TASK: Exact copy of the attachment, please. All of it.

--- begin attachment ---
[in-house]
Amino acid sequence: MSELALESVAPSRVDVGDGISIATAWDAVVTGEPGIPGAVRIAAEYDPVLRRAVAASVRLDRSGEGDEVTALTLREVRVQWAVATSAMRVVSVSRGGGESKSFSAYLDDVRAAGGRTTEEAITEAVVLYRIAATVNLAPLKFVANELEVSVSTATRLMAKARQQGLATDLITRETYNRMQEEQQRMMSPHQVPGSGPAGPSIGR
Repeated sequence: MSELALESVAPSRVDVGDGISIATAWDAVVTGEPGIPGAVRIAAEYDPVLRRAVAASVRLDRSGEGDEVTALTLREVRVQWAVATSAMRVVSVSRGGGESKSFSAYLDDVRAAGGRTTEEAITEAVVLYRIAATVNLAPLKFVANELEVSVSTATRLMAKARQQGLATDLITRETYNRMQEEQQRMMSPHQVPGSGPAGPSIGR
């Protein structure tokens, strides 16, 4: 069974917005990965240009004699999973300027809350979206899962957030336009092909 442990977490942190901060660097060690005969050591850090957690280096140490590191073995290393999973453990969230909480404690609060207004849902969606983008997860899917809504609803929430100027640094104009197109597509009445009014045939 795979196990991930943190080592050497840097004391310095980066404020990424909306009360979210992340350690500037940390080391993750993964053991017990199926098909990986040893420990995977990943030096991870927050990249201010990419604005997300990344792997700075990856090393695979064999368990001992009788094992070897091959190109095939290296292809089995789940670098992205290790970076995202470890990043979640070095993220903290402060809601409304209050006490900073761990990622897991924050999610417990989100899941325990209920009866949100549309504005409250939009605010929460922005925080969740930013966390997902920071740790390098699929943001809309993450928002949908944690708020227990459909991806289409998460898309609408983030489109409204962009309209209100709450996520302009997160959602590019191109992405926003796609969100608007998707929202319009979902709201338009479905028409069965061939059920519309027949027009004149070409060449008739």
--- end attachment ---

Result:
[in-house]
Amino acid sequence: MSELALESVAPSRVDVGDGISIATAWDAVVTGEPGIPGAVRIAAEYDPVLRRAVAASVRLDRSGEGDEVTALTLREVRVQWAVATSAMRVVSVSRGGGESKSFSAYLDDVRAAGGRTTEEAITEAVVLYRIAATVNLAPLKFVANELEVSVSTATRLMAKARQQGLATDLITRETYNRMQEEQQRMMSPHQVPGSGPAGPSIGR
Repeated sequence: MSELALESVAPSRVDVGDGISIATAWDAVVTGEPGIPGAVRIAAEYDPVLRRAVAASVRLDRSGEGDEVTALTLREVRVQWAVATSAMRVVSVSRGGGESKSFSAYLDDVRAAGGRTTEEAITEAVVLYRIAATVNLAPLKFVANELEVSVSTATRLMAKARQQGLATDLITRETYNRMQEEQQRMMSPHQVPGSGPAGPSIGR
């Protein structure tokens, strides 16, 4: 069974917005990965240009004699999973300027809350979206899962957030336009092909 442990977490942190901060660097060690005969050591850090957690280096140490590191073995290393999973453990969230909480404690609060207004849902969606983008997860899917809504609803929430100027640094104009197109597509009445009014045939 795979196990991930943190080592050497840097004391310095980066404020990424909306009360979210992340350690500037940390080391993750993964053991017990199926098909990986040893420990995977990943030096991870927050990249201010990419604005997300990344792997700075990856090393695979064999368990001992009788094992070897091959190109095939290296292809089995789940670098992205290790970076995202470890990043979640070095993220903290402060809601409304209050006490900073761990990622897991924050999610417990989100899941325990209920009866949100549309504005409250939009605010929460922005925080969740930013966390997902920071740790390098699929943001809309993450928002949908944690708020227990459909991806289409998460898309609408983030489109409204962009309209209100709450996520302009997160959602590019191109992405926003796609969100608007998707929202319009979902709201338009479905028409069965061939059920519309027949027009004149070409060449008739």